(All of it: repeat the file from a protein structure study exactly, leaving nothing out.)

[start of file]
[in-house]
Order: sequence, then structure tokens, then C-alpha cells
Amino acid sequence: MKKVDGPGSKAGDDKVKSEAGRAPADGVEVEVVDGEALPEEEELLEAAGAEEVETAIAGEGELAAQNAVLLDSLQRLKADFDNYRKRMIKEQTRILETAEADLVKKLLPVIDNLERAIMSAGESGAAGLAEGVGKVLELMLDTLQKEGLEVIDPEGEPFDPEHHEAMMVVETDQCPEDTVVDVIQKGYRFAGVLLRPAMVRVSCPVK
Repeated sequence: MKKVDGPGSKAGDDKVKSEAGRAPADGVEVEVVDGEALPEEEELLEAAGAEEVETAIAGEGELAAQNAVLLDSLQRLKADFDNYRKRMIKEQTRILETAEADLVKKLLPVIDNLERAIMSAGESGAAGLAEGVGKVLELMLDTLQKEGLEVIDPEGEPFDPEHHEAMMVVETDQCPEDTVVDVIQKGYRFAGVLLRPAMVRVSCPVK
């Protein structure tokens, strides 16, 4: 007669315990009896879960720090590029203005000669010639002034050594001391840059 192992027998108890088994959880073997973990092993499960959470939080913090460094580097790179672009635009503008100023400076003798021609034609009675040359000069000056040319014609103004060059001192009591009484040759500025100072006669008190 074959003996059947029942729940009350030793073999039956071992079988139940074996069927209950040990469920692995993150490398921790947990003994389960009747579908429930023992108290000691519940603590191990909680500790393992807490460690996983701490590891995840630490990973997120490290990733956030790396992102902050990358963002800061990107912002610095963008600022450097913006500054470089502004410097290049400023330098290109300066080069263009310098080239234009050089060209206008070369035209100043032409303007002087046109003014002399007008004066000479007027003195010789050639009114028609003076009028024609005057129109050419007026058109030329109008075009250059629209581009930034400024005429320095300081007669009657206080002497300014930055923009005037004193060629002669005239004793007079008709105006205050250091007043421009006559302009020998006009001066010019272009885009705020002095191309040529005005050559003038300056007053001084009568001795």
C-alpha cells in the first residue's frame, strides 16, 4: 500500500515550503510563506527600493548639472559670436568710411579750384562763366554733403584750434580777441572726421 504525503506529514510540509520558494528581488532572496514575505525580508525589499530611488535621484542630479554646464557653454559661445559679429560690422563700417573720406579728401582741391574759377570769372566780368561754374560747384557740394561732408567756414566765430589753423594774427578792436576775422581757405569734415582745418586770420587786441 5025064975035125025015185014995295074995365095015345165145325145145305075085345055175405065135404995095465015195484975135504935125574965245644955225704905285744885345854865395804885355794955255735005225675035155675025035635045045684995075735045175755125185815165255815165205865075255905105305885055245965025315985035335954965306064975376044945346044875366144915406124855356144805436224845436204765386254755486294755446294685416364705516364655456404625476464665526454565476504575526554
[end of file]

[in-house]
Order: sequence, then structure tokens, then C-alpha cells
Amino acid sequence: MKKVDGPGSKAGDDKVKSEAGRAPADGVEVEVVDGEALPEEEELLEAAGAEEVETAIAGEGELAAQNAVLLDSLQRLKADFDNYRKRMIKEQTRILETAEADLVKKLLPVIDNLERAIMSAGESGAAGLAEGVGKVLELMLDTLQKEGLEVIDPEGEPFDPEHHEAMMVVETDQCPEDTVVDVIQKGYRFAGVLLRPAMVRVSCPVK
Repeated sequence: MKKVDGPGSKAGDDKVKSEAGRAPADGVEVEVVDGEALPEEEELLEAAGAEEVETAIAGEGELAAQNAVLLDSLQRLKADFDNYRKRMIKEQTRILETAEADLVKKLLPVIDNLERAIMSAGESGAAGLAEGVGKVLELMLDTLQKEGLEVIDPEGEPFDPEHHEAMMVVETDQCPEDTVVDVIQKGYRFAGVLLRPAMVRVSCPVK
């Protein structure tokens, strides 16, 4: 007669315990009896879960720090590029203005000669010639002034050594001391840059 192992027998108890088994959880073997973990092993499960959470939080913090460094580097790179672009635009503008100023400076003798021609034609009675040359000069000056040319014609103004060059001192009591009484040759500025100072006669008190 074959003996059947029942729940009350030793073999039956071992079988139940074996069927209950040990469920692995993150490398921790947990003994389960009747579908429930023992108290000691519940603590191990909680500790393992807490460690996983701490590891995840630490990973997120490290990733956030790396992102902050990358963002800061990107912002610095963008600022450097913006500054470089502004410097290049400023330098290109300066080069263009310098080239234009050089060209206008070369035209100043032409303007002087046109003014002399007008004066000479007027003195010789050639009114028609003076009028024609005057129109050419007026058109030329109008075009250059629209581009930034400024005429320095300081007669009657206080002497300014930055923009005037004193060629002669005239004793007079008709105006205050250091007043421009006559302009020998006009001066010019272009885009705020002095191309040529005005050559003038300056007053001084009568001795």
C-alpha cells in the first residue's frame, strides 16, 4: 500500500515550503510563506527600493548639472559670436568710411579750384562763366554733403584750434580777441572726421 504525503506529514510540509520558494528581488532572496514575505525580508525589499530611488535621484542630479554646464557653454559661445559679429560690422563700417573720406579728401582741391574759377570769372566780368561754374560747384557740394561732408567756414566765430589753423594774427578792436576775422581757405569734415582745418586770420587786441 5025064975035125025015185014995295074995365095015345165145325145145305075085345055175405065135404995095465015195484975135504935125574965245644955225704905285744885345854865395804885355794955255735005225675035155675025035635045045684995075735045175755125185815165255815165205865075255905105305885055245965025315985035335954965306064975376044945346044875366144915406124855356144805436224845436204765386254755486294755446294685416364705516364655456404625476464665526454565476504575526554